Aboriginal & Torres Strait Islander Report

Dot art

Introduction

Aboriginal and Torres Strait Islander peoples make up 3% of the total Australian population, with the greatest proportion living in New South Wales (31%) and Queensland (29%). The Bloodborne viral and sexually transmissible infections in Aboriginal and Torres Strait Islander people: Annual Surveillance Report 2016 provides information on the occurrence of blood borne viruses and sexually transmitted infections among Aboriginal and Torres Strait Islander people in Australia for the purposes of stimulating and supporting discussion on ways forward in minimising the transmission risks, as well as the personal and social consequences of these infections within Aboriginal and Torres Strait Islander communities. 

Aboriginal and Torres Strait Islander peoples continue to experience a disproportionate burden of disease. HIV notification rates among Aboriginal and Torres Strait Islander men have doubled over the past five years and rates of chlamydia, gonorrhoea and infectious syphilis are 3, 10 and 6 times greater than the non–Indigenous population in 2015, with even more substantial differences in remote and very remote areas.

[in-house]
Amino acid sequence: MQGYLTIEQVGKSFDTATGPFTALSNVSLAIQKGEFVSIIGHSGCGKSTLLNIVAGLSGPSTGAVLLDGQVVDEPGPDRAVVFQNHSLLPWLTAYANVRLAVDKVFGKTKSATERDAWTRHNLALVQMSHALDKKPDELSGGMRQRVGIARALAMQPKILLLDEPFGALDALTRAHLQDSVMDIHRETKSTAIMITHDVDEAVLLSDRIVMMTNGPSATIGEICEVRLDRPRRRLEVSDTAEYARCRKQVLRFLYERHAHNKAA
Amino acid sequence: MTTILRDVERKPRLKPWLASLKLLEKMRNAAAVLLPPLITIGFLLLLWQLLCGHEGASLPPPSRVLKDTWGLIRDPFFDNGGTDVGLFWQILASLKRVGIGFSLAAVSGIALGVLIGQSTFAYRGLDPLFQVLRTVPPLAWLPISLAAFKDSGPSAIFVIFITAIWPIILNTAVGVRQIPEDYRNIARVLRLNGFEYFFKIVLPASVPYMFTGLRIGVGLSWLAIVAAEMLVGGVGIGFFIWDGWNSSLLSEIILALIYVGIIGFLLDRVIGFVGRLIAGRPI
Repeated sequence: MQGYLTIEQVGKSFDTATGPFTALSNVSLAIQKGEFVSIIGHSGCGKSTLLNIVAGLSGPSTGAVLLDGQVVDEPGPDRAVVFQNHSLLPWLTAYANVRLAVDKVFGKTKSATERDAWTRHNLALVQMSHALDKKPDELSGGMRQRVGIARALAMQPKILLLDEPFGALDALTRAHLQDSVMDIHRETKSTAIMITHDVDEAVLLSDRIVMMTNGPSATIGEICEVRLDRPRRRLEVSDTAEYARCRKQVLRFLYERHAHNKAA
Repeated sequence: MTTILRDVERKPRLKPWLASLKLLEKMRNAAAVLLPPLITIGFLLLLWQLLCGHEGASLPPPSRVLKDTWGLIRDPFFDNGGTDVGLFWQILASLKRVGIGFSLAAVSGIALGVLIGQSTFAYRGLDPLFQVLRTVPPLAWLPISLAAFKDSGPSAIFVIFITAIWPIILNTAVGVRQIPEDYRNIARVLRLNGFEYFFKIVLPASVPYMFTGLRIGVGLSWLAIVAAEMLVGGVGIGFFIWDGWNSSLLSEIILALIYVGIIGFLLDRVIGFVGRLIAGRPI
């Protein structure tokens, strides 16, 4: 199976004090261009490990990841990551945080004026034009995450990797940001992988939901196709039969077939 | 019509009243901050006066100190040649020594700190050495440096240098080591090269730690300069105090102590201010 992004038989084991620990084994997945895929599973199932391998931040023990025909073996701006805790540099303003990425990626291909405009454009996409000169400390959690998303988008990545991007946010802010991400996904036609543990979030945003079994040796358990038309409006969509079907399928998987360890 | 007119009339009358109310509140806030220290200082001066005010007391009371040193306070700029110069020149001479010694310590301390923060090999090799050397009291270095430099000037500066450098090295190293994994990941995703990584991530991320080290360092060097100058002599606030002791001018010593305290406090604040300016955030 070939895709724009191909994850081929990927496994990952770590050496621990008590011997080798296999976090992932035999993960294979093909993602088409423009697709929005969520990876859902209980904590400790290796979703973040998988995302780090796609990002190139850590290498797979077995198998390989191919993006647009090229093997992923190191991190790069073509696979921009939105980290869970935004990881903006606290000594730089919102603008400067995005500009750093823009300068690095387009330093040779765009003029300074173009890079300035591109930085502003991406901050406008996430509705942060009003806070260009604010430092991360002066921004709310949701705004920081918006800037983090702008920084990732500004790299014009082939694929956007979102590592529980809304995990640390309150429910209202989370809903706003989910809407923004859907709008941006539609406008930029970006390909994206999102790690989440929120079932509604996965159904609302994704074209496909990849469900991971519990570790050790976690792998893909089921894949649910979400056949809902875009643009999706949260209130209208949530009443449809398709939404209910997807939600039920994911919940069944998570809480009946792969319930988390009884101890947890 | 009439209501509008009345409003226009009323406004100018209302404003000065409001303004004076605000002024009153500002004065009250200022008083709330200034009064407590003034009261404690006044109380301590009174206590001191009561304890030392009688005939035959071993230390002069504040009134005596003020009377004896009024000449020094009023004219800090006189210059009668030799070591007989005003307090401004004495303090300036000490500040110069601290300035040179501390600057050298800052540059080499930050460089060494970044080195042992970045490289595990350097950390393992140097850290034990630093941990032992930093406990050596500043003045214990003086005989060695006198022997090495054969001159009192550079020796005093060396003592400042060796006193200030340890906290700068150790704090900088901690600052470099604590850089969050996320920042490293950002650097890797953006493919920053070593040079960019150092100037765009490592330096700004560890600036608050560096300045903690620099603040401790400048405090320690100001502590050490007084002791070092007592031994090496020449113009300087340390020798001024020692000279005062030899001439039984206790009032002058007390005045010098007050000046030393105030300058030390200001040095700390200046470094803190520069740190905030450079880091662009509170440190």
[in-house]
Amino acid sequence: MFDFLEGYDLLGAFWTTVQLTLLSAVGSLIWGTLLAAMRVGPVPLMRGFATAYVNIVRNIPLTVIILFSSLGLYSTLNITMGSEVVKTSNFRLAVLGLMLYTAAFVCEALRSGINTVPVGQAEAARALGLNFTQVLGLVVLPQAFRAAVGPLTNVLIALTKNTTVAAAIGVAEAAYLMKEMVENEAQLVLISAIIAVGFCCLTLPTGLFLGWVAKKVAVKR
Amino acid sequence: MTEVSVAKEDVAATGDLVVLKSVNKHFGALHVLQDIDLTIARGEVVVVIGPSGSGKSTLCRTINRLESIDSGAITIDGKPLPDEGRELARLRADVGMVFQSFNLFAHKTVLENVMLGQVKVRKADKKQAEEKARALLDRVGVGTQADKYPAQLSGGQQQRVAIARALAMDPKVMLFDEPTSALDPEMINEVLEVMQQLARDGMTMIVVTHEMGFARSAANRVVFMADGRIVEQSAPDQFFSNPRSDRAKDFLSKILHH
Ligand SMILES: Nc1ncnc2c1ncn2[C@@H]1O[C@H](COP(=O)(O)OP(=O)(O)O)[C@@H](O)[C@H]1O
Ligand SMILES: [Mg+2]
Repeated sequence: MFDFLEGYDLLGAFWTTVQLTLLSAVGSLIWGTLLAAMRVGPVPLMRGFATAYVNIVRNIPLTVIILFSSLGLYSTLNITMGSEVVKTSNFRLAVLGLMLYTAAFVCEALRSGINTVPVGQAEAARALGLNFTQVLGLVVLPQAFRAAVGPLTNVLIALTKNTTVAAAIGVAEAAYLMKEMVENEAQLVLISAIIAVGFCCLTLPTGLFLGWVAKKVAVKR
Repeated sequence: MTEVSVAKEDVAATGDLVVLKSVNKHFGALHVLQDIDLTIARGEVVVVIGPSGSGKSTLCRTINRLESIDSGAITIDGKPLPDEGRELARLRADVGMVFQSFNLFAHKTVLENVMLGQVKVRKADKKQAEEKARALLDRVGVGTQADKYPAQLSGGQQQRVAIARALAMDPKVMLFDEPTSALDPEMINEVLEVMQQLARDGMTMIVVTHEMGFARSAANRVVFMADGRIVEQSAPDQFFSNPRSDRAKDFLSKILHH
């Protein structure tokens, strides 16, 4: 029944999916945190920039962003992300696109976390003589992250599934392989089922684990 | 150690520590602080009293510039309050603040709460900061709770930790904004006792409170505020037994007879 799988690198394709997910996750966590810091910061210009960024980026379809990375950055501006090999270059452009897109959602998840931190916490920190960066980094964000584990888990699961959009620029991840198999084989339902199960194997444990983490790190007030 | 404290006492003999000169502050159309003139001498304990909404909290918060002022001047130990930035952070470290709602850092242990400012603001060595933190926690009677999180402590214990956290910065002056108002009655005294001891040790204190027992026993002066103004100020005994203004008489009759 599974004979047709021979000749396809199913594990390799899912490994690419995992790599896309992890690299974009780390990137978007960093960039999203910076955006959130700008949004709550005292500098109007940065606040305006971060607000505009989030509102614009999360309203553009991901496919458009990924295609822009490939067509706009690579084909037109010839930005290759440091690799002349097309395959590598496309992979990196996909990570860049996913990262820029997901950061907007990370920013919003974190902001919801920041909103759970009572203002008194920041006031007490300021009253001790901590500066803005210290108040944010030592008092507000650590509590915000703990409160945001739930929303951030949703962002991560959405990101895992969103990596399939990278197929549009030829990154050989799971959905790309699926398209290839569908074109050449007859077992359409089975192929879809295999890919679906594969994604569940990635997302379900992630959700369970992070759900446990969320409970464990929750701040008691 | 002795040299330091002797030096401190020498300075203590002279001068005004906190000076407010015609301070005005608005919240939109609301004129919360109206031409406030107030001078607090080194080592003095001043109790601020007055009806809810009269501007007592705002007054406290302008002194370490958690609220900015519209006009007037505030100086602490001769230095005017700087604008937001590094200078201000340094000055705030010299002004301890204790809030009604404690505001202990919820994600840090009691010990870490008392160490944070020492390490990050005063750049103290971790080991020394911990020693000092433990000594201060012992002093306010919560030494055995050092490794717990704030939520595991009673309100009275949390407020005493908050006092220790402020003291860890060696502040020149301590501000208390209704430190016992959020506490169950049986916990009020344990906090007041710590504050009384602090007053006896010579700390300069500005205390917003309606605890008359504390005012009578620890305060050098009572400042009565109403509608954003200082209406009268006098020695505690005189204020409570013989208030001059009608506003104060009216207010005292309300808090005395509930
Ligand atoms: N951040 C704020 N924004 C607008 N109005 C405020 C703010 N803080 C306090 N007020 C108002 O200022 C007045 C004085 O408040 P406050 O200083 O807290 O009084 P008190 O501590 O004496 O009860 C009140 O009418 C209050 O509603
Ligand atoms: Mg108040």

You can explore the Aboriginal and Torres Strait Islander data in the interactive graphs below. Click on the tabs above the graph to view different data.

Scroll down to read the key findings and to download the full version of the report.

 

Note: Time trends in diagnoses of specific infections by jurisdiction were included in this report if information on Aboriginal and Torres Strait Islander status was available for at least 50% of diagnoses of the infection in every one of the past five years of the reporting period. Further details on the specific jurisdictions included for each infection can be found in the report.

Key Findings

HIV

HIV

 

In 2015, there were 38 new HIV diagnoses among people identified as Aboriginal and Torres Strait Islander.

HIV_2

 

The rate of newly diagnosed HIV infection in the Aboriginal and Torres Strait Islander population in 2015 was more than two times higher than the Australian–born non–Indigenous population.

 

 

 

HIV notifications rates were highest in Aboriginal and Torres Strait Islander peoples aged older than 35 years.

HIV_4

 

Between 2011 and 2015, there was a 2–fold increase in HIV notifications rates in Aboriginal and Torres Strait Islander males. Over the same period, the rate in the Australian–born non–Indigenous male population decreased by 13%.